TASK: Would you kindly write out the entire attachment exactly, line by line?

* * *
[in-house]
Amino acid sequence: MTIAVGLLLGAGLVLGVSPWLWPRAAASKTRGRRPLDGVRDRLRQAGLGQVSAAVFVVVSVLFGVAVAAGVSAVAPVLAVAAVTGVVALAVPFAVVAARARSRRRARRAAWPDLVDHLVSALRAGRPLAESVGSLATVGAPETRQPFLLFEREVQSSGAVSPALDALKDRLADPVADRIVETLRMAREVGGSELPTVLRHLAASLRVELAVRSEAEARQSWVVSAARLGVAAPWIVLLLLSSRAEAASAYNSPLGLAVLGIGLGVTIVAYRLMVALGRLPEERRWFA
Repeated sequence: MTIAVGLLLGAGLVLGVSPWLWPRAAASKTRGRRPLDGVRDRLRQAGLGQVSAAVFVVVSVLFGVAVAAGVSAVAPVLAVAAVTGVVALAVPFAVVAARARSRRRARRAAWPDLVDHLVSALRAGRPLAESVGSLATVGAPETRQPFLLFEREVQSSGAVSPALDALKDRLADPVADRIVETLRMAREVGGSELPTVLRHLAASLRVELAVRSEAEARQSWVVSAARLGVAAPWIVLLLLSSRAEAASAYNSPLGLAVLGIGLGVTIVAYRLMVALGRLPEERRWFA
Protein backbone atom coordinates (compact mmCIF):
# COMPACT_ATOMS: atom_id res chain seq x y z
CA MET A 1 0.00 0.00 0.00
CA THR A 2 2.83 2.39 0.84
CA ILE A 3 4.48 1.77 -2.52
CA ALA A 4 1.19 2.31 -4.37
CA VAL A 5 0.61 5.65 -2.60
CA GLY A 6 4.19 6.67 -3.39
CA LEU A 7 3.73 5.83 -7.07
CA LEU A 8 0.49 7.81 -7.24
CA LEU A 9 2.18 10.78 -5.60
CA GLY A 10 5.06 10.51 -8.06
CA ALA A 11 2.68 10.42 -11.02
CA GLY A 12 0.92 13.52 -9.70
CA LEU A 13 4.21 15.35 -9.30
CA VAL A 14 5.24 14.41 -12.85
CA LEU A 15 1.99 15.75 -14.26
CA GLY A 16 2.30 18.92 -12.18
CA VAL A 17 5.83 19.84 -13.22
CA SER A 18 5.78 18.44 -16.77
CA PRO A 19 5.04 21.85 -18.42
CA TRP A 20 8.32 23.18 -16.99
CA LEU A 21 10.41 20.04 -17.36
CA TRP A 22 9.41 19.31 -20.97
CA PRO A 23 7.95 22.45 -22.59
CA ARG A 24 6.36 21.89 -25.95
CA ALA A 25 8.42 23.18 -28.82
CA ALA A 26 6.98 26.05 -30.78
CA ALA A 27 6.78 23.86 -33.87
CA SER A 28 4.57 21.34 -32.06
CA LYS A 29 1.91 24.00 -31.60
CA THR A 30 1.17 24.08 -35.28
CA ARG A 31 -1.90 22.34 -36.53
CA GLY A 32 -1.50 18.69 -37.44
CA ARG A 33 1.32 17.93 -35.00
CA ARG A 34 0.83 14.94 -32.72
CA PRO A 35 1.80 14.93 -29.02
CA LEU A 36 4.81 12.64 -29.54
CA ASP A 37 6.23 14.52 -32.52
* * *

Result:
[in-house]
Amino acid sequence: MTIAVGLLLGAGLVLGVSPWLWPRAAASKTRGRRPLDGVRDRLRQAGLGQVSAAVFVVVSVLFGVAVAAGVSAVAPVLAVAAVTGVVALAVPFAVVAARARSRRRARRAAWPDLVDHLVSALRAGRPLAESVGSLATVGAPETRQPFLLFEREVQSSGAVSPALDALKDRLADPVADRIVETLRMAREVGGSELPTVLRHLAASLRVELAVRSEAEARQSWVVSAARLGVAAPWIVLLLLSSRAEAASAYNSPLGLAVLGIGLGVTIVAYRLMVALGRLPEERRWFA
Repeated sequence: MTIAVGLLLGAGLVLGVSPWLWPRAAASKTRGRRPLDGVRDRLRQAGLGQVSAAVFVVVSVLFGVAVAAGVSAVAPVLAVAAVTGVVALAVPFAVVAARARSRRRARRAAWPDLVDHLVSALRAGRPLAESVGSLATVGAPETRQPFLLFEREVQSSGAVSPALDALKDRLADPVADRIVETLRMAREVGGSELPTVLRHLAASLRVELAVRSEAEARQSWVVSAARLGVAAPWIVLLLLSSRAEAASAYNSPLGLAVLGIGLGVTIVAYRLMVALGRLPEERRWFA
Protein backbone atom coordinates (compact mmCIF):
# COMPACT_ATOMS: atom_id res chain seq x y z
CA MET A 1 0.00 0.00 0.00
CA THR A 2 2.83 2.39 0.84
CA ILE A 3 4.48 1.77 -2.52
CA ALA A 4 1.19 2.31 -4.37
CA VAL A 5 0.61 5.65 -2.60
CA GLY A 6 4.19 6.67 -3.39
CA LEU A 7 3.73 5.83 -7.07
CA LEU A 8 0.49 7.81 -7.24
CA LEU A 9 2.18 10.78 -5.60
CA GLY A 10 5.06 10.51 -8.06
CA ALA A 11 2.68 10.42 -11.02
CA GLY A 12 0.92 13.52 -9.70
CA LEU A 13 4.21 15.35 -9.30
CA VAL A 14 5.24 14.41 -12.85
CA LEU A 15 1.99 15.75 -14.26
CA GLY A 16 2.30 18.92 -12.18
CA VAL A 17 5.83 19.84 -13.22
CA SER A 18 5.78 18.44 -16.77
CA PRO A 19 5.04 21.85 -18.42
CA TRP A 20 8.32 23.18 -16.99
CA LEU A 21 10.41 20.04 -17.36
CA TRP A 22 9.41 19.31 -20.97
CA PRO A 23 7.95 22.45 -22.59
CA ARG A 24 6.36 21.89 -25.95
CA ALA A 25 8.42 23.18 -28.82
CA ALA A 26 6.98 26.05 -30.78
CA ALA A 27 6.78 23.86 -33.87
CA SER A 28 4.57 21.34 -32.06
CA LYS A 29 1.91 24.00 -31.60
CA THR A 30 1.17 24.08 -35.28
CA ARG A 31 -1.90 22.34 -36.53
CA GLY A 32 -1.50 18.69 -37.44
CA ARG A 33 1.32 17.93 -35.00
CA ARG A 34 0.83 14.94 -32.72
CA PRO A 35 1.80 14.93 -29.02
CA LEU A 36 4.81 12.64 -29.54
CA ASP A 37 6.23 14.52 -32.52